When listing your job duties, be mindful of things you did to improve your job, outcomes or business. Quantifiable things help future employers see what you accomplished. You could use phrases such as “Increased sales by $X,” “Oversaw a #X-Bed Unit,” “supervised X# lifeguards,” or “Increased department from 3 recruiters to 5.”
A resume is a “living” document, meaning it should be updated/edited every 6-12 months, depending on where you are in your career. Update for situations such as: gaining experiences, cross training in other departments, getting Continuing Education Units, getting recognition such as “employee of the month,” or earning promotions.
7. Don’t Ramble
Although you should be proud of your accomplishments, recruiters and hiring managers don’t have a ton of time to peruse your resume. Resumes should not be more than two pages and one page is preferred.
One way you can help shorten your resume is by limiting what you add to your experience section. Do not oversaturate a section with more than 3-7 bullets per job. Try not to repeat skills or verbs; for example, if you list “CPR” under education, then don’t repeat CPR elsewhere. In the same vein, if you initially said you “Assisted with Meals,” “Assisted with Ambulation,” and “Assisted with Hygiene,” put it all together in one sentence: “Assisted with all aspects of daily living, including hygiene, ambulation and meals.”
8. Make it Skimmable
Avoid using the words “I”, “Me” and “MY.” The document is about you, so no need for complete sentences identifying who did what. Bullet points are also preferred in all sections to make your resume more skimmable.
“References available upon request” is redundant and should not be on your resume. One essential thing to remember is that hiring managers often go through many resumes at a time for very few positions, so doing things to make yours stand out is important. Proper use of space and making what is on the paper easy to read and skim for key points and buzzwords can help your resume move from one of many to a possible interview request.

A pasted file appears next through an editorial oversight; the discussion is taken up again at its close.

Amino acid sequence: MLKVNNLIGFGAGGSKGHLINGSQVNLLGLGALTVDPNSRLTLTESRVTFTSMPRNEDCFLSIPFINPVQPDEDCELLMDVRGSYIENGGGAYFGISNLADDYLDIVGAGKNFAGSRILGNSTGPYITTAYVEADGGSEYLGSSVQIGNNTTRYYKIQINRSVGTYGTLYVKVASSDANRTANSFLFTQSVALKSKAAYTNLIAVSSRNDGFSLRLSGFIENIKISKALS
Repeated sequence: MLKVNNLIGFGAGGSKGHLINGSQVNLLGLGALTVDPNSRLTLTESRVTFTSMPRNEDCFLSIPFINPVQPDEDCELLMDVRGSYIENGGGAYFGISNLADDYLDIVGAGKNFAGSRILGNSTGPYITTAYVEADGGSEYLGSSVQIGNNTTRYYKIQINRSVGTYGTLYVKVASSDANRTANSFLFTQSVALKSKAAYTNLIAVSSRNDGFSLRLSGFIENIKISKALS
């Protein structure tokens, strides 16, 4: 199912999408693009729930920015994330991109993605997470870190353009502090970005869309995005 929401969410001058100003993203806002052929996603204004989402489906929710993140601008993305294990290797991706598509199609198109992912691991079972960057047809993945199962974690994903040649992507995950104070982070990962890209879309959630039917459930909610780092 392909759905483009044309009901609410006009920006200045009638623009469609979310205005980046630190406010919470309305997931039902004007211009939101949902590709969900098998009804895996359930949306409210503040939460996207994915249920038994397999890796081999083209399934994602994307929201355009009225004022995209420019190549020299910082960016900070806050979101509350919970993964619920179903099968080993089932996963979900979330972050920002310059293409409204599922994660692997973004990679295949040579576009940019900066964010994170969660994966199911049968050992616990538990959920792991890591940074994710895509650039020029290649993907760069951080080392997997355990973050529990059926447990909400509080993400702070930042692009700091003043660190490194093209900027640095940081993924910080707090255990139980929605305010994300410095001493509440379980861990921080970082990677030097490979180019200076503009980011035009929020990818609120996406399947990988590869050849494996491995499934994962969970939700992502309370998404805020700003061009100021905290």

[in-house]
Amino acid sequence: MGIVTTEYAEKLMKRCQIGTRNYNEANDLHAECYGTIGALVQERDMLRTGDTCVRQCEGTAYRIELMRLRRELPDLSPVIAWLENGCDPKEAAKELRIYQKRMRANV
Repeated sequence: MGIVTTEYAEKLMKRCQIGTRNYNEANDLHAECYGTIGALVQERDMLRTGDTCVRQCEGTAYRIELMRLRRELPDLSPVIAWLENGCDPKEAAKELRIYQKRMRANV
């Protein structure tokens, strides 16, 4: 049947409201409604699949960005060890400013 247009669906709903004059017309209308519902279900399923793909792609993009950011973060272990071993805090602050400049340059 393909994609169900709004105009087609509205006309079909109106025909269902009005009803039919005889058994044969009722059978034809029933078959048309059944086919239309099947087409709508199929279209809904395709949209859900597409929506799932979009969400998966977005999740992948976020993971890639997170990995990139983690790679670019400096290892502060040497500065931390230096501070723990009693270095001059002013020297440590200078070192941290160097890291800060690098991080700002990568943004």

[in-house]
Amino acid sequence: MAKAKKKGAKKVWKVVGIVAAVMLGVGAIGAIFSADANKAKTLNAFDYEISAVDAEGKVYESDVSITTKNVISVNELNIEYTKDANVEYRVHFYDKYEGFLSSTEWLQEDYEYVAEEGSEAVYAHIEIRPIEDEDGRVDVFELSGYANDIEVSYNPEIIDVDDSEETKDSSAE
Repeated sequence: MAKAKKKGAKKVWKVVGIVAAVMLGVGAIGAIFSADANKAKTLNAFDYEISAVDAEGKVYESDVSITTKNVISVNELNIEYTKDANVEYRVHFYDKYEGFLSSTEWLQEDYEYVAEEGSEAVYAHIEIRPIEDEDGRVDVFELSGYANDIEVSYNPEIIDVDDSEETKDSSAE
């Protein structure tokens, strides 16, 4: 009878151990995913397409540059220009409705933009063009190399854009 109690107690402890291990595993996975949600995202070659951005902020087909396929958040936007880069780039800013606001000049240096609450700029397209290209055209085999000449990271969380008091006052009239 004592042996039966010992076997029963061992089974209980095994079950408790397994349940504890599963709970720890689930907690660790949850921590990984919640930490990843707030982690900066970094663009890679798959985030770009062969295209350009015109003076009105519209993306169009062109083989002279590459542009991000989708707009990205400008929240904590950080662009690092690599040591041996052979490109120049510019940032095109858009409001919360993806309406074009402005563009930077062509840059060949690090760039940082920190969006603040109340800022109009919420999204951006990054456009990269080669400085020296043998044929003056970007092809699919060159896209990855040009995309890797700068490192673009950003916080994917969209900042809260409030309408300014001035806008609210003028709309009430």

9. Avoid the Fancy Resume
Unless you are applying for a career that expects you to have design experience, you shouldn’t be sending out an elaborate resume and even then, you can save most of the design-heavy work for additional resources like the cover letter or elements of a portfolio. Sometimes ATS systems cannot read these elaborate resumes adequately. For this reason, colors on a resume are also not recommended. Keep font between 10-12 for the meat of your resume. Headings can be up to size 14 font.
A resume with a photo is discouraged, especially in careers in science, technology and the service industry. If you were in the arts, there might be wiggle room to advocate a photo, but for our purposes, it is discouraged. If you do have a photograph, hiring managers can see it on LinkedIn.
10. Do NOT Lie
This should be a given, but do not lie on your resume. If discovered, it is grounds for termination. Please always represent yourself with integrity. Remember, honesty is always the best policy.
If you have special considerations — gaps in employment, legal issues, terminations, job hopping — it’s wise to seek counsel from a Career Coach. Another great and free resource is your state's Employment Office, sometimes referred to as Career One-Stop or Workforce Development Office. They have computers, phones, copiers and fax machines that you can use for anything related to job search. They also have career counselors that can offer resume assistance and, as a special bonus, they also know where jobs are located in your community.
Finally, make sure to share your resume with at least 3 people you trust before sending it out for real job consideration. One can be your career coach here at Herzing University. If you’re not sure who your adviser is, our team is happy to assist you.
Below is a basic ATS Friendly resume template to get you started:
* Bureau of Labor Statistics (BLS), U.S. Department of Labor, Occupational Outlook Handbook 2021. BLS estimates do not represent entry-level wages and/or salaries. Multiple factors, including prior experience, age, geography market in which you want to work and degree field, will affect career outcomes and earnings. Herzing neither represents that its graduates will earn the average salaries calculated by BLS for a particular job nor guarantees that graduation from its program will result in a job, promotion, salary increase or other career growth.